As Halloween approaches so does the cold and flu season. Coincidence? Not likely! Is what we think of as the cold and flu season really a sequela of overindulgences from sugar that occur more than usual from the end of October through the end of the year? Probably! Enjoy today's article from one of my nutritional endocrinology students, health coach and certified gluten practitioner, Diane Letchworth.
Cold Season, Flu Season – Sugar Season?
Guest blog by Diane Letchworth, CGP
Ah…autumn. That lovely time of year when the leaves show off their extravagant, brilliantly colored wardrobe before they “undress” for the winter….
Fall is also the time when the sounds of summer – lawn mowers, weed whackers, splashing of swimming pools – undergo their annual transformation too.
(Blowing of nose….)
I’ve been thinking about those classic Warner Bros. cartoons where Bugs Bunny and Daffy Duck argue about whether it’s “rabbit season” or “duck season.”
While Elmer Fudd stands by, waiting with his shotgun in hand, ready to shoot….
In reality, the arrival of autumn is more likely to be met by poor Elmer Fudd tucked in bed with a box of tissues and some hot tea with lemon, nursing a case of the sniffles or this year’s variation of the flu….
So why is it that the change of seasons brings with it this annual rite of passage known as “Cold and Flu Season”?
That’s easy, you say:
It’s the roller coaster of the thermostat – early overnight frosts followed by Indian summer.
People go from wearing their sweaters, smelling of cedar or mothballs from a summer in storage, to t-shirts and shorts, soaking up some late season sun.
Of course everybody gets sick: they don’t know how to dress from one day to the next….
Oh, and the kids are going back to school – and “everybody knows” that all those kids crammed into classrooms together are sharing their germs freely and widely….
Well, okay. But….
Why are all those germs out there in the first place? Why now?
It hardly matters how dense the population is if they aren’t susceptible to those pathogens in the first place….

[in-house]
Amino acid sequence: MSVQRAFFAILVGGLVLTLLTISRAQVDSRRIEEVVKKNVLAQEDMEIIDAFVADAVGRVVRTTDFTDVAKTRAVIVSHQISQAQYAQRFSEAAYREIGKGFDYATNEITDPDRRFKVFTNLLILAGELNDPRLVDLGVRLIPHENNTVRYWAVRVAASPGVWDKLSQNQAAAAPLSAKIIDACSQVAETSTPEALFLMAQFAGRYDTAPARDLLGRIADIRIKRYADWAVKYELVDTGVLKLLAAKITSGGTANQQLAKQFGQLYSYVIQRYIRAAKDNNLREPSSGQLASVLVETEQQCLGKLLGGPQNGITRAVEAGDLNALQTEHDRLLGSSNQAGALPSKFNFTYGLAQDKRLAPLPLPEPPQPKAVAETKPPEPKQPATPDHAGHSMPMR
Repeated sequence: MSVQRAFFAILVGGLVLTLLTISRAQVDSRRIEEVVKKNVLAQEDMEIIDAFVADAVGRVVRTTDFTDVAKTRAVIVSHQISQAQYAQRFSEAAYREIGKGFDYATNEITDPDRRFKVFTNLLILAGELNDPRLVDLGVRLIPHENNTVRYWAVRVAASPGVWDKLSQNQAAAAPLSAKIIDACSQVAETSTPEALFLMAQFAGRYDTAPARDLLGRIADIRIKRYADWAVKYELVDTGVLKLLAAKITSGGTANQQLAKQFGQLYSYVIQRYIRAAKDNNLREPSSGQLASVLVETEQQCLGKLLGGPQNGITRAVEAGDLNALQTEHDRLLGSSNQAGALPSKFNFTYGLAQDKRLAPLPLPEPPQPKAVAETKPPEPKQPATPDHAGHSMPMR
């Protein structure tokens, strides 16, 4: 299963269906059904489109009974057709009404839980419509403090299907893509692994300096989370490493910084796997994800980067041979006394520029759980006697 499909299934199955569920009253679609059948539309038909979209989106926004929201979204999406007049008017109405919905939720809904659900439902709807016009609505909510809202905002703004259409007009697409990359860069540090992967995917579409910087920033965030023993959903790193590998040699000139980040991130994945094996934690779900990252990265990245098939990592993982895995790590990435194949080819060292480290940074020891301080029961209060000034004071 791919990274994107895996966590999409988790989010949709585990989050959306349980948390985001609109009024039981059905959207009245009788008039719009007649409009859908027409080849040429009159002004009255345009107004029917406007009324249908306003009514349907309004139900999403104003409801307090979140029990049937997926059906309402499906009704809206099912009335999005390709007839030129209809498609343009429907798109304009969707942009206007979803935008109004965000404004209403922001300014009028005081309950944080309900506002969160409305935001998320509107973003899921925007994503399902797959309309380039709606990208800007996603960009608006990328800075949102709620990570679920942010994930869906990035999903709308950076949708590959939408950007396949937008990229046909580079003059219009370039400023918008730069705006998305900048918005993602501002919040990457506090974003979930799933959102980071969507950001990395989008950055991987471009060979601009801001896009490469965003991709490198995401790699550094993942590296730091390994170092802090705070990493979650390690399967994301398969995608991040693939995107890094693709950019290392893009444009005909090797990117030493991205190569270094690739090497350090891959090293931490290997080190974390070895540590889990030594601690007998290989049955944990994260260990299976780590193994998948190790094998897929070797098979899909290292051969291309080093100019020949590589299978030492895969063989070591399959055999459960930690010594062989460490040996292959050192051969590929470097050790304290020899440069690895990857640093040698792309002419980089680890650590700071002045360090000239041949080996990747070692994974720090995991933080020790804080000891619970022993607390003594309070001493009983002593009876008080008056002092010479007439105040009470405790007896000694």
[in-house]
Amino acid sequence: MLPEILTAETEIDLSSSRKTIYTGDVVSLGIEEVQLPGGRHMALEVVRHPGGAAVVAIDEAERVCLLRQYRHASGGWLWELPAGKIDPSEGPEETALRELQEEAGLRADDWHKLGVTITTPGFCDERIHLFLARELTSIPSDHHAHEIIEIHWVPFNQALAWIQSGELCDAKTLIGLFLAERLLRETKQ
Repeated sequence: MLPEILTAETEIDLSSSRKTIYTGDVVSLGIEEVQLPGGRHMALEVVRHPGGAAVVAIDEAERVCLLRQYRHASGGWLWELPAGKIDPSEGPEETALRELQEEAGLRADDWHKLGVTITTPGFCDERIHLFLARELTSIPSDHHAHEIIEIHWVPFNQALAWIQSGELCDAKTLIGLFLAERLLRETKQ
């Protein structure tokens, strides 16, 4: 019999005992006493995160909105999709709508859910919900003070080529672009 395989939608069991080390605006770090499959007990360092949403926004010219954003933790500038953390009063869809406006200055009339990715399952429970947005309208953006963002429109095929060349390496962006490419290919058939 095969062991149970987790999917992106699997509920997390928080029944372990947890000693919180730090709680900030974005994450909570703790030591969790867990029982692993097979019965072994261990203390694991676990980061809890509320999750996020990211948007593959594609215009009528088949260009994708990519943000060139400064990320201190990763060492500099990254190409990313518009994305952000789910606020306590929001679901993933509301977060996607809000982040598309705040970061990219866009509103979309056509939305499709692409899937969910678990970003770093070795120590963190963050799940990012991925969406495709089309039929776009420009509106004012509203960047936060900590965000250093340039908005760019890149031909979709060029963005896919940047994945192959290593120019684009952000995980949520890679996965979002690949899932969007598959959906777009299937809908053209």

If our immune systems are strong enough to do their jobs properly, it’s not really going to matter if we’re a bit under-dressed one morning, or sitting next to a child with a runny nose.
But there’s another annual ritual that rolls around this time of year, one Elmer Fudd might have wanted to keep in mind:
It’s also the start of “sugar season.”
Yep, no sooner are the kiddies back in school than Halloween’s right around the corner.
As Dr. Ritamarie Loscalzo pointed out recently, we spend 2 billion dollars on Halloween candy, candy loaded with toxic ingredients.
One of those toxic ingredients is…sugar.
(Yes, I know a lot of people think “toxic” is too strong a word, but the list of other reputable anti-sugar advocates seems to increase by the day: JJ Virgin, Jamie Oliver, Dr. Mark Hyman, Alex Jamieson, Dr. Robert Lustig; just to name a few.)
After the sugar/chocolate/candy binge of Halloween, we head full-swing into the holiday season….
Thanksgiving, with its traditional favorites of candied yams and pumpkin pie.
Office parties, school parties….
Cookies, cupcakes, chocolate…oh my!!
Most people know that sugar can cause a host of problems, most notably dental caries, and that too many sweets aren’t going to be good for the waistline.
But you may not know that sugar has been linked to a host of other health problems as well, including decreased immunity.
Hmm, “decreased immunity.”…
Right around the time of year when the common cold and influenza rear their ugly heads in earnest.
Are there more germs around this time of year?
Or maybe our sugar-depressed immune systems are simply unable to fend off what’s around us all the time.
You might want to keep that in mind before you root through Junior’s “trick or treat” booty, trying to find that last chocolate bar….
Or before that second helping of pumpkin pie or pumpkin cheesecake….
And certainly before over-indulging in the eggnog – alcoholic or otherwise – at the company Christmas party….
Unless you want to replace that lampshade on your head with a hot-water bottle the next morning.
‘Cause the “sugar hangover” – and its subsequent cold or flu infection – might just be worse than the other kind….
Diane Letchworth is a Certified Transformational Nutrition Coach, Certified Gluten Practitioner and Reiki Master/Teacher. She is currently studying Nutritional Endocrinology with Dr. Ritamarie, as well as Aromatherapy. She resides in the mountains of North Carolina, where she works to help people take charge of their health and improve their lives.
For more information, please visit www.dsquaredwellness.com or contact Diane at firstname.lastname@example.org.